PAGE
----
Having to pre-book a ticket for entry to a club match is another example of a problem for the elderly. A person living in a rural area with poor internet coverage has no access to print out tickets and depend on others to do so. This has left a lot of anger, and some have stopped attending the matches. Are the association trying to follow AIB who wanted to introduce a cashless system in some of their branches? They got their answer and surely it is time the association got rid of this booking system and let people pay at the gate, as they always did.
The jury is still out on the split seven-month county and five-month club season. Now that the county season has ended some clubs are finding it difficult to field teams as county players are going on holiday or working abroad. County players need time off as well after a hectic schedule of training, National League and championship action. Matches having to be decided after extra time by penalty kicks also came up for discussion. Criticism was expressed as it put too much pressure on the individual amateur players involved in the shootout. One replay before extra time and the first score in the second period of extra time was the preferred option to decide a match.
In conclusion after our conversation, we are growing to realise the association is business and money driven and is leaving us and people with similar views behind. We are traditionalists at heart but also realise that we must move with the times and modern society, as the association views are unlikely to change.

Kerry cow
AGRICULTURE EMMISSIONS and the part farmers will play in combating climate change into the future are a big talking point at present. The sector has received a lot of negative media press but where would we be without our rural cattle population. In time of need we depend on the farming sector to put food on the table and help us out of recessions.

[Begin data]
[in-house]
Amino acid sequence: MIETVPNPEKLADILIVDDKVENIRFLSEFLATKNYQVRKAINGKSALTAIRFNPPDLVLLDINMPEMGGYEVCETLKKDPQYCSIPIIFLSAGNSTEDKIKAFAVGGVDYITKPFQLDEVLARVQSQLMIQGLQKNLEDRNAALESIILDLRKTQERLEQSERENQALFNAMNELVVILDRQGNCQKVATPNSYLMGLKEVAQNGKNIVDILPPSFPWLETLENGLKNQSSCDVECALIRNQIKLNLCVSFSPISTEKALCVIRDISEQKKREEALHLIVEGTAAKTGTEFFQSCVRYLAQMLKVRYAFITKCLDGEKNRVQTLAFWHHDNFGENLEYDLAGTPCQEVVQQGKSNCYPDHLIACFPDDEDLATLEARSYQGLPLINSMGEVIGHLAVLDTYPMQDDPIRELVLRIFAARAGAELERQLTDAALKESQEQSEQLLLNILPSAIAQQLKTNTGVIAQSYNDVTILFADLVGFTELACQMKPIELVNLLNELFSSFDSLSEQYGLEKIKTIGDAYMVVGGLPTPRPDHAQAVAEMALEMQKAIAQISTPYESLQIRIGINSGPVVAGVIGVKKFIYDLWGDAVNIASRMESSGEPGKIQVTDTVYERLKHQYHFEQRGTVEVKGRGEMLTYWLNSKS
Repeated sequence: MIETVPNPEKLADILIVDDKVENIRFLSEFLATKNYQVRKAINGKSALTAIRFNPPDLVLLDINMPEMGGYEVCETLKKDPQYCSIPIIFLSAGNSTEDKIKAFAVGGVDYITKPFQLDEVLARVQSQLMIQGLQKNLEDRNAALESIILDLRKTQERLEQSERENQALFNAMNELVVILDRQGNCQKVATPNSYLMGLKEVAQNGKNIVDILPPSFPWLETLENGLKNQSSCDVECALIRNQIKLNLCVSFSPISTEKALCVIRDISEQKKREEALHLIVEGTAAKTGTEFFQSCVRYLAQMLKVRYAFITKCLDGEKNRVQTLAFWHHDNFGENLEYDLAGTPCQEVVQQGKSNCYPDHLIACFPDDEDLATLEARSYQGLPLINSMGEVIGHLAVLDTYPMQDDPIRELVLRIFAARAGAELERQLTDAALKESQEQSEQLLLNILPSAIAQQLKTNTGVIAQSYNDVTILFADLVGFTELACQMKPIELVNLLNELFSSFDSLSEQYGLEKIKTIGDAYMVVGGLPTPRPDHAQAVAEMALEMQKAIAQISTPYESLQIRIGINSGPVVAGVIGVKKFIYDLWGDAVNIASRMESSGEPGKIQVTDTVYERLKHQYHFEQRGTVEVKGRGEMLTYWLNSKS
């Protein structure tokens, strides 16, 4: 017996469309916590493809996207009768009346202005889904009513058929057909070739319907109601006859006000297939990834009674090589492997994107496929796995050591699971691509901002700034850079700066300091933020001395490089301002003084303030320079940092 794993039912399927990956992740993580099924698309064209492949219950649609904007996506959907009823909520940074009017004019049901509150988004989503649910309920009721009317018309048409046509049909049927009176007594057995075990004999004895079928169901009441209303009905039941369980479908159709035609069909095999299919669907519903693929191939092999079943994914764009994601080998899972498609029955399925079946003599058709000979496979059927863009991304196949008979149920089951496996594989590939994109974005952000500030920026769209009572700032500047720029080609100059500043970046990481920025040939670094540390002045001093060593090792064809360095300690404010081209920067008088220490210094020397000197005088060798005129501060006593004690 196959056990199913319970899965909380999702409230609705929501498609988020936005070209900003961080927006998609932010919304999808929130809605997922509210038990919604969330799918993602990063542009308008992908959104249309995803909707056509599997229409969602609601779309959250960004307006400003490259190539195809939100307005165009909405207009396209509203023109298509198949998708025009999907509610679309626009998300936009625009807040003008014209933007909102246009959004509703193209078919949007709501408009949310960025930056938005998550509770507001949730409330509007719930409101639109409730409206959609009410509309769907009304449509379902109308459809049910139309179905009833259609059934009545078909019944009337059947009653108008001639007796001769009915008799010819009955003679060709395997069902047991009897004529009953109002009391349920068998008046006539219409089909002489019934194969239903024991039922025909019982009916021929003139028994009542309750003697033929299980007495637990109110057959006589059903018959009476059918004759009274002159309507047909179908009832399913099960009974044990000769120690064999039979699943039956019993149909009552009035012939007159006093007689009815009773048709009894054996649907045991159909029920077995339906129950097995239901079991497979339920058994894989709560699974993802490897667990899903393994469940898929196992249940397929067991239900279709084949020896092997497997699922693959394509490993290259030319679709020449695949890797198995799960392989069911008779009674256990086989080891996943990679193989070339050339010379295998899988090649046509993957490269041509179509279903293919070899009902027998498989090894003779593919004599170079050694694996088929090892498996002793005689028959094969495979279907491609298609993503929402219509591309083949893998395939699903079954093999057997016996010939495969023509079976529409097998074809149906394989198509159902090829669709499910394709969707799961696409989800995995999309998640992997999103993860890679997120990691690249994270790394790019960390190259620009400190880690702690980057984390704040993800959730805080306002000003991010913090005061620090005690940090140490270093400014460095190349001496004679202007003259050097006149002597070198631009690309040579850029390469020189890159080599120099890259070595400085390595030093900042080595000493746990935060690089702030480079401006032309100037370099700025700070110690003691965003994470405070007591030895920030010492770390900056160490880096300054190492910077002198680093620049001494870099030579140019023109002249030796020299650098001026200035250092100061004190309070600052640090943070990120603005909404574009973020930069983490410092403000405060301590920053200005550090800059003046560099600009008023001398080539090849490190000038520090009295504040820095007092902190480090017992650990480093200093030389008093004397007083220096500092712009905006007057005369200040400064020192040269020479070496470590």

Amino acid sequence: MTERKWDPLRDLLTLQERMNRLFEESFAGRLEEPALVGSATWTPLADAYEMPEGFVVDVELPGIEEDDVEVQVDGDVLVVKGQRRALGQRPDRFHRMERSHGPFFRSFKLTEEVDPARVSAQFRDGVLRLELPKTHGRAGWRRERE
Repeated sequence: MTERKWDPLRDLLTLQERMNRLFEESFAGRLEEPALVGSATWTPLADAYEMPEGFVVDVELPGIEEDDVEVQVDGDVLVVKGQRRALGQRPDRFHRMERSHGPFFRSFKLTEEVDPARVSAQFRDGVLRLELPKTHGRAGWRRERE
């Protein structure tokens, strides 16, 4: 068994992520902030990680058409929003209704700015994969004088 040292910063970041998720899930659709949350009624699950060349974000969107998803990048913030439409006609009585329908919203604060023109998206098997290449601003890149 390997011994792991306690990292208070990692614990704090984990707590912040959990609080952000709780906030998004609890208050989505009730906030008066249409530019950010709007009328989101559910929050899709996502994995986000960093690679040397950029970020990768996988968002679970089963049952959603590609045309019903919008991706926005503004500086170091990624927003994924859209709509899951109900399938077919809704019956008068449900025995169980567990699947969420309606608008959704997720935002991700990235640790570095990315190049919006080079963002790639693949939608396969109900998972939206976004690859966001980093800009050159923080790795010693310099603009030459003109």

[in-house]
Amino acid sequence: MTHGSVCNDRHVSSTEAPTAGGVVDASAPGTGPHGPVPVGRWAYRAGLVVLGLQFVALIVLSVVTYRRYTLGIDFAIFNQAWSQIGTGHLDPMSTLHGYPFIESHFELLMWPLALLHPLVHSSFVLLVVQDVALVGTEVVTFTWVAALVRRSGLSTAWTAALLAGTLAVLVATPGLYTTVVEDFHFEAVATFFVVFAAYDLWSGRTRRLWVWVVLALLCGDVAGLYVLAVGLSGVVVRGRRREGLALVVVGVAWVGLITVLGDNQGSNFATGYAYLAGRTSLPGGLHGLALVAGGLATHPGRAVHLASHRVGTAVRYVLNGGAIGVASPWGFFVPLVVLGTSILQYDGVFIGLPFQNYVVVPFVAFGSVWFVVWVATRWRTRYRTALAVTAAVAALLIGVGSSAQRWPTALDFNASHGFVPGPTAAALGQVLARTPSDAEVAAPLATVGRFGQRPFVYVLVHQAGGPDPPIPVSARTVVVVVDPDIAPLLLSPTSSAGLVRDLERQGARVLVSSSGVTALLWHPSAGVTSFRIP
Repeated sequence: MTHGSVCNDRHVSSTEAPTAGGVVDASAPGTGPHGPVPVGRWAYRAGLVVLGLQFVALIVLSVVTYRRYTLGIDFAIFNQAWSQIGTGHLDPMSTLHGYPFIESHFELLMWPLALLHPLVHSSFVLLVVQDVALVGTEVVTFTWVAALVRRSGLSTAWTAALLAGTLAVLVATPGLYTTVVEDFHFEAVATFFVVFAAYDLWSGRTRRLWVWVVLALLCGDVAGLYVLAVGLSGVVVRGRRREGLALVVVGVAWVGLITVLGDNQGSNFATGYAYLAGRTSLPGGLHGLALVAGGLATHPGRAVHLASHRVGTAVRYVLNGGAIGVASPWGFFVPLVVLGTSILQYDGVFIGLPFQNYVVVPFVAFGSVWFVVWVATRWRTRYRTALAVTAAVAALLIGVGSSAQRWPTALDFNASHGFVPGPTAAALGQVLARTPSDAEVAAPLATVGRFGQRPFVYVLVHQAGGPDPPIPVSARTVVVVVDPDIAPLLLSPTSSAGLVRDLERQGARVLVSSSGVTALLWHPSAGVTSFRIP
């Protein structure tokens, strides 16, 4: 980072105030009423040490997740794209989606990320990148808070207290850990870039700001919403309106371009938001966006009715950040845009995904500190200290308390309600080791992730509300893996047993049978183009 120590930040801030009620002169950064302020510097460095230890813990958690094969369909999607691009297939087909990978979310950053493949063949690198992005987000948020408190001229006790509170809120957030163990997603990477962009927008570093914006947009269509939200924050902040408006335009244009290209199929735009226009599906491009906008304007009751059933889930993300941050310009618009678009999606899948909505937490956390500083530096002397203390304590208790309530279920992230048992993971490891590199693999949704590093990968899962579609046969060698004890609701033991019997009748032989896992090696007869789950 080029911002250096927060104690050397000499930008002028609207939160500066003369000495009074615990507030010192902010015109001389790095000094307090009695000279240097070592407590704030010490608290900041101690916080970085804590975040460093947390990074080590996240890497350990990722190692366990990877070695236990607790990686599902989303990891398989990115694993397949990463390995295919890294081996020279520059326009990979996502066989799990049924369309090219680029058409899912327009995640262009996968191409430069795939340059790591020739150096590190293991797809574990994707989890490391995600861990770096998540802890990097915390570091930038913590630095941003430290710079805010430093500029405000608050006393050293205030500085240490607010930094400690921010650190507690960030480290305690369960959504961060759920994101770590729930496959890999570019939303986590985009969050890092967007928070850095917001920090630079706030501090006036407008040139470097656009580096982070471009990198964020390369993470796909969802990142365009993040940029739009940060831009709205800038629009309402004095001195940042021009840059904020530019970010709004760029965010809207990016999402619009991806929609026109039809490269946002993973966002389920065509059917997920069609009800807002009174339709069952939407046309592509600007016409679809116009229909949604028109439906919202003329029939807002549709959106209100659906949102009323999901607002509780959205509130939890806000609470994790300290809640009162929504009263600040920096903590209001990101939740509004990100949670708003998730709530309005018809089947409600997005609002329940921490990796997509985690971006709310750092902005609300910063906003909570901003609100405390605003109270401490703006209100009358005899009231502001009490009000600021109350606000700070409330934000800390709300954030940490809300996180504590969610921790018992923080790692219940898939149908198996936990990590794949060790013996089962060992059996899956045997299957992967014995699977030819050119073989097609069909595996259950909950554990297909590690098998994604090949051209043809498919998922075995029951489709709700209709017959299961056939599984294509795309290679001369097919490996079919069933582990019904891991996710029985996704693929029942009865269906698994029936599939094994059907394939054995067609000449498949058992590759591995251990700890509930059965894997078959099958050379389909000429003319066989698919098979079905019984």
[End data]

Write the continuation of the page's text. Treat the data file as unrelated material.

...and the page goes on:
It is rarely you hear of the Kerry cow breed nowadays as other breeds of cattle take prominence in most farmers herds. In past times the breed was associated with poverty and described as the 'poor man's cow' or, alternatively, it was only the rich farmer who could afford to keep them. The introduction of foreign breeds pushed the native breeds from the good land to poorer regions in the west parts of Ireland. A case of out of sight and out of mind where 'they got in no-one's way'.
The older generation were full of praise for the virtues of Kerry cows: among them the high butter fat content of their milk and their ability to thrive on mountains and hilly, boggy terrain. They were hardy and healthy had little difficulty in calving and noted for their longevity. They were easy to feed on grass and hay and did not need nuts and they could even be left out during the wintertime.
The Kerry milk is very well balanced and digestible, and with small fat globules is very suitable for cheese making and other dairy products. Maybe a new exclusive product could be created from the Kerry cow. They face a difficult future now as there are few breeders milking them and they are a dairy breed and not a beef breed. The need to have people milking them has become greater than the breeders that suckle them as it is the poorer milker's that will survive with suckling.
The breed is environmentally friendly which could make it particularly attractive at the present time. There is a campaign to save the Kerry cow ongoing in Kerry at present and hopefully the dark silk coated breed will survive to bring produce and joy to their owners well into the future.